After sitting out 2007, Liriano returned for 2008 with a good layer of rust. Called up from the minors in mid-April, he was sent back before the month was over. Three months later, he was dominating the International League and feeling the pinch of some alleged cost-saving maneuvers by the Twins. Supposedly fearful of letting the young star become arbitration- eligible a year early), the Twins didn’t relent until Aug. 1.
Liriano pitched well after his call-up, but wore down by the end of the season. He was back in form for spring training, and was the Twins’ Opening Day starter for 2009. This still wasn’t the Liriano of three years earlier. By late July, having done little more than struggle all season, he was once again experiencing pain in his forearm.
Put back on the DL with a “dead arm” in August, Liriano was able to return before the season ended. The first signs of full recovery came later that winter: He started to show signs of being in prime form in the Dominican.
Having gone to winter ball after the 2008 season seeking to build stamina, Liriano arrived in a Liga Dominicana de Beisbol Profesional with a bang. The lights-out performances in the Dominican were followed up by Liriano’s best season to date: He worked mroe than 190 innings and struck out over 200 batters. As Gleeman noted, only a high BABIP seemed to stand between Liriano and a better showing than 11th in the Cy Young voting. For those lucky enough to catch some streaming broadcasts of Liriano’s winter appearances, the quality stuff he showed in 2010 was not a surprise.
Liriano via PITCHf/x
You could describe Liriano as a three-pitch pitcher, but a close inspection of his work requires splitting his two-seam sinkers from his four-seam heaters. As always, the split of the fastballs is a best-effort and not perfect.
Pitches and strikes
B:CS = balls-to-called-strike ratio; IWZ: rate of pitches in a wide strike zone; Swing: swings per pitch; Whiff: whiffs per swing
Sinkers for strikes, and check-out the whiff rates on those off-speed pitches.
Balls in play
per ball in play: Ground ball, Line drive, fly ball, pop-up; Home runs per FB+LD
It is not easy to lift, but batters seem just fine with taking the sinker deep when they do. Reading the tea leaves: Mistakes with the sinker are costly, but not very common. Liriano is actually good at getting ground balls on all of his pitches, at least when we look across three seasons.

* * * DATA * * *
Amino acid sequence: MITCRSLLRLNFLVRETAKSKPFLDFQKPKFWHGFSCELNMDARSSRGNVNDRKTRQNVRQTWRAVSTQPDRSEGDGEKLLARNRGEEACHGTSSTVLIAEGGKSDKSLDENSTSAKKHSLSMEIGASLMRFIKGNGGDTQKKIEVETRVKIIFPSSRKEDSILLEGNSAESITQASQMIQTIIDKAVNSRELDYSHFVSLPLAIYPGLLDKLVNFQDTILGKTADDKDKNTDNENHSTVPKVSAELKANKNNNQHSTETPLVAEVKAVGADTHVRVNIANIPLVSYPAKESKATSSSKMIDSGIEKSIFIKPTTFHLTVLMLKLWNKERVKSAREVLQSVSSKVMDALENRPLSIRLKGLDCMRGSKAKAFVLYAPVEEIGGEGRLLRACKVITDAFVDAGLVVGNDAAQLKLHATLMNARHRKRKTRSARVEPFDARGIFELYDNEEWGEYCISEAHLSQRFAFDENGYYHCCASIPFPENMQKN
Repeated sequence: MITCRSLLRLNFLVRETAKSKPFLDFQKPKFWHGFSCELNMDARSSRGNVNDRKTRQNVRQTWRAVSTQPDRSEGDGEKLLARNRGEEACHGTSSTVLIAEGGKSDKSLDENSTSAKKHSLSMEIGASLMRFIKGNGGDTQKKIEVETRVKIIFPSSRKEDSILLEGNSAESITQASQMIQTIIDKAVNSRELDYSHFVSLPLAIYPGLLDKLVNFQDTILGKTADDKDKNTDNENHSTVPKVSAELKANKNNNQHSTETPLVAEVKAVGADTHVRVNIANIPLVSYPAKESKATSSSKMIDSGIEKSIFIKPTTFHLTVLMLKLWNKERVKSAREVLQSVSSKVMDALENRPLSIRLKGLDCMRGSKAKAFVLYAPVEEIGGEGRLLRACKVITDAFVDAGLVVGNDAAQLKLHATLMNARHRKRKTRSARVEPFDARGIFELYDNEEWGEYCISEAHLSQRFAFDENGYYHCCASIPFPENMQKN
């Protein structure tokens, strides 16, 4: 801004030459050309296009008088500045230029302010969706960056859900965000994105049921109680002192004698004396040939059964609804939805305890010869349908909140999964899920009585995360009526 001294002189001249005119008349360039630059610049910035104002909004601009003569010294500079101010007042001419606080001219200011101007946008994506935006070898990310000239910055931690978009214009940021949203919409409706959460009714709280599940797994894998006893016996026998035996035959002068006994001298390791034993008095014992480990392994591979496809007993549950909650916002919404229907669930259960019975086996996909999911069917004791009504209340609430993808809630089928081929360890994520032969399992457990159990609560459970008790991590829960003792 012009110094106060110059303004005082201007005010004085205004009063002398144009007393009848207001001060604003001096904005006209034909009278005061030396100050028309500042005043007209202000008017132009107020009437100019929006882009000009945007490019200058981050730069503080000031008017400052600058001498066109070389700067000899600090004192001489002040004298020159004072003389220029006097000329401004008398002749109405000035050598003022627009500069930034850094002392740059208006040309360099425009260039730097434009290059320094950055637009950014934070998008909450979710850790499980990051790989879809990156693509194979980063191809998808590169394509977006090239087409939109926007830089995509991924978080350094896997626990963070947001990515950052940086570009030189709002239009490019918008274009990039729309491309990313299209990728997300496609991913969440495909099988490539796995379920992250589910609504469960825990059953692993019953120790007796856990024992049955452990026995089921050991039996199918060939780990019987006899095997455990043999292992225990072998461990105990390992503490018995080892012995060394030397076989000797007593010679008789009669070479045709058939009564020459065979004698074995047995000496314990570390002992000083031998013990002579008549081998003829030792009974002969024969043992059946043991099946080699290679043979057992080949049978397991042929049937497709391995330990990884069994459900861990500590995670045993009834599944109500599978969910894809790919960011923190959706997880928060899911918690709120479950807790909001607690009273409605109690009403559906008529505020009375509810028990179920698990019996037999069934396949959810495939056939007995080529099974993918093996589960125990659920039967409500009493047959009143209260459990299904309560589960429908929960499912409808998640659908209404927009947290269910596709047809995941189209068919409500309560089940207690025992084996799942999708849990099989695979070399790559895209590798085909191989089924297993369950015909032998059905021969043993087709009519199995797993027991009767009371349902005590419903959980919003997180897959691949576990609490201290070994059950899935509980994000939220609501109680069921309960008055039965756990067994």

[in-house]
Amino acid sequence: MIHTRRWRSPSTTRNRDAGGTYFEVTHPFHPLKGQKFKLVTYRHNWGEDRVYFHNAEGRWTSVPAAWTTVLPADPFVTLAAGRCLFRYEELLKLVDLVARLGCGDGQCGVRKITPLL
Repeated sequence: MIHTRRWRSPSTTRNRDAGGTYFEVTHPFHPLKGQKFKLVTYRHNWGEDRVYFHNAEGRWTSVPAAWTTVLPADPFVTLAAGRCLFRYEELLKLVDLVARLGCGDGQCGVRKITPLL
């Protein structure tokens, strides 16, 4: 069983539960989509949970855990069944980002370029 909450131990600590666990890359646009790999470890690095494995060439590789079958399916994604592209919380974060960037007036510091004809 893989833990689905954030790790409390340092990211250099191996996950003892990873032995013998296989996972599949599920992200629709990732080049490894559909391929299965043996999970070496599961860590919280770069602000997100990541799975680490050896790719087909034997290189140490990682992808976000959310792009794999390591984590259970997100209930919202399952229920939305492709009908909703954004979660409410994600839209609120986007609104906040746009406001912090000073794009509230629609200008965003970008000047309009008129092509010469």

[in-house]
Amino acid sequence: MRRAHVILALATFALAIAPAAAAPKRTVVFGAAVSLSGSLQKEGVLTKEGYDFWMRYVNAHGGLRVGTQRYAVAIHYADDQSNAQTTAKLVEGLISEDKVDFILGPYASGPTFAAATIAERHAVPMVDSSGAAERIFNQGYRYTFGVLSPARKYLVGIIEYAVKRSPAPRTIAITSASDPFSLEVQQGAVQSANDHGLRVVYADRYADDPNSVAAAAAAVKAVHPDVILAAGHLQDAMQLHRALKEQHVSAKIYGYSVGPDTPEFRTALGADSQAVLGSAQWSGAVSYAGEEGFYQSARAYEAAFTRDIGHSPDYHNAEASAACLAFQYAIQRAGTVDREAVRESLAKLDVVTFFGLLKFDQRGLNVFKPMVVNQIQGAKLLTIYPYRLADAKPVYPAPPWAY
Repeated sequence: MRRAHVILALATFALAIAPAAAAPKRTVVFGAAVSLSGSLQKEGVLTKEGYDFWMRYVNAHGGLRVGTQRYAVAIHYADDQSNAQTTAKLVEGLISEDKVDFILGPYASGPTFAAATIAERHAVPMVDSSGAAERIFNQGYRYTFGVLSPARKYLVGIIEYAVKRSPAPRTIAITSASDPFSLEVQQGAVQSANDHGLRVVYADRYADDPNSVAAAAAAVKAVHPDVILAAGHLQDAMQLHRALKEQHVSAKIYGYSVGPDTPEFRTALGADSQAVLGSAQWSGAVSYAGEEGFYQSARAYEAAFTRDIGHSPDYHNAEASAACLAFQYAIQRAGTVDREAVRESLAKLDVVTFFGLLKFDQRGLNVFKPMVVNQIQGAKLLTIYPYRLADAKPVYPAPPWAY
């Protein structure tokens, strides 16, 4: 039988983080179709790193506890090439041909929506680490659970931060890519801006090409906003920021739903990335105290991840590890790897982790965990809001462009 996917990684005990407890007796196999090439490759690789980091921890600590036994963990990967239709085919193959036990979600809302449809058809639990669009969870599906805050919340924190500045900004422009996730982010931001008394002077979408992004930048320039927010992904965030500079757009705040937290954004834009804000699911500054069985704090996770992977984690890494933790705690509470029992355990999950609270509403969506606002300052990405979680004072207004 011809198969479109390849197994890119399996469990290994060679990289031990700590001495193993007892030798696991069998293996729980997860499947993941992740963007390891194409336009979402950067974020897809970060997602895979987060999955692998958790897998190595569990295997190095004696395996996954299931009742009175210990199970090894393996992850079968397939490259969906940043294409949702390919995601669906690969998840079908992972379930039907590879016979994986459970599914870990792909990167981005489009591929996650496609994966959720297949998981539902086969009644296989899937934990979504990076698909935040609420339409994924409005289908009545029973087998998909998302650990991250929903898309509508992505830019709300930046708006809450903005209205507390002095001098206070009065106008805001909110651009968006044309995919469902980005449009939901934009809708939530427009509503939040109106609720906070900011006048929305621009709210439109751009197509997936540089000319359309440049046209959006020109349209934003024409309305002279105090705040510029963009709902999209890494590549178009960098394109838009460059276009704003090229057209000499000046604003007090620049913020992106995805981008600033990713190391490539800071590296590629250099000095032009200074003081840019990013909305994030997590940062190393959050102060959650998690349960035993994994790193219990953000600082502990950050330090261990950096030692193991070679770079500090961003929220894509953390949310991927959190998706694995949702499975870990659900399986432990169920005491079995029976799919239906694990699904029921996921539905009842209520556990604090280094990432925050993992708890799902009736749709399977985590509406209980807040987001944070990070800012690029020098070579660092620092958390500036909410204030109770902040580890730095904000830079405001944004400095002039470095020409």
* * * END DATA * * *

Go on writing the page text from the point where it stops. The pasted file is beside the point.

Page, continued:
Liriano makes two notable adjustments when he faces lefties; he stops throwing change-ups (35 in three seasons) and shifts his set-up on the rubber toward first base. Working from this side, he still keeps his slider on the far edge of the plate. You can get an idea of the change in angle in this catcher’s view image (click to enlarge).
That’s not to genuine scale, it’s manipulated to effect—but no differently than any other catcher’s view I’ll show you. Exaggerated or accurately reflected? Hard to say, but you can see the double impact of moving over and taking aim primarily at the opposite side of the plate.
Actually, Liriano tweaks three things when he faces lefties; he mixes his fastballs differently. First, look at the combined effectiveness of his fastballs.
Now look at his pitch selection. In the higher ground ball and whiff rate seasons of 2008 and 2010, he was also throwing more two-seam sinkers. The change in mix is more pronounced against lefties, which fits in with the results pattern as well.
Not a bad trick, Francisco. Are those groundball and whiff rates sustainable? Probably not, but you don’t have to be other-worldly to be exceptional.
Hey, it’s not my decision
But is it worth the risk, perceived or otherwise?
References & Resources
Historical information culled from Liriano’s KFFL page. Batted ball data from MLBAM. PITCHf/x from MLBAM and Sportvision. Pitch classifications by the author.